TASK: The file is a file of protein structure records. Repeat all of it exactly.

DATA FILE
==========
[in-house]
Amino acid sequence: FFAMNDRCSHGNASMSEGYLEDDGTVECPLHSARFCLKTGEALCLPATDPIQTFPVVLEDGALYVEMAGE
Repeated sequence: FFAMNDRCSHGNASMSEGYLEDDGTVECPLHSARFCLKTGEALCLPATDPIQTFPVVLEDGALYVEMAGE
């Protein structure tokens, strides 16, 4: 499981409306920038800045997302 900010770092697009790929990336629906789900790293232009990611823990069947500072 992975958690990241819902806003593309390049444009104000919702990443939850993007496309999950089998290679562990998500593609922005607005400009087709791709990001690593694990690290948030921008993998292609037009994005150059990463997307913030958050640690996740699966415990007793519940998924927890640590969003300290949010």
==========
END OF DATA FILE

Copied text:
[in-house]
Amino acid sequence: FFAMNDRCSHGNASMSEGYLEDDGTVECPLHSARFCLKTGEALCLPATDPIQTFPVVLEDGALYVEMAGE
Repeated sequence: FFAMNDRCSHGNASMSEGYLEDDGTVECPLHSARFCLKTGEALCLPATDPIQTFPVVLEDGALYVEMAGE
């Protein structure tokens, strides 16, 4: 499981409306920038800045997302 900010770092697009790929990336629906789900790293232009990611823990069947500072 992975958690990241819902806003593309390049444009104000919702990443939850993007496309999950089998290679562990998500593609922005607005400009087709791709990001690593694990690290948030921008993998292609037009994005150059990463997307913030958050640690996740699966415990007793519940998924927890640590969003300290949010």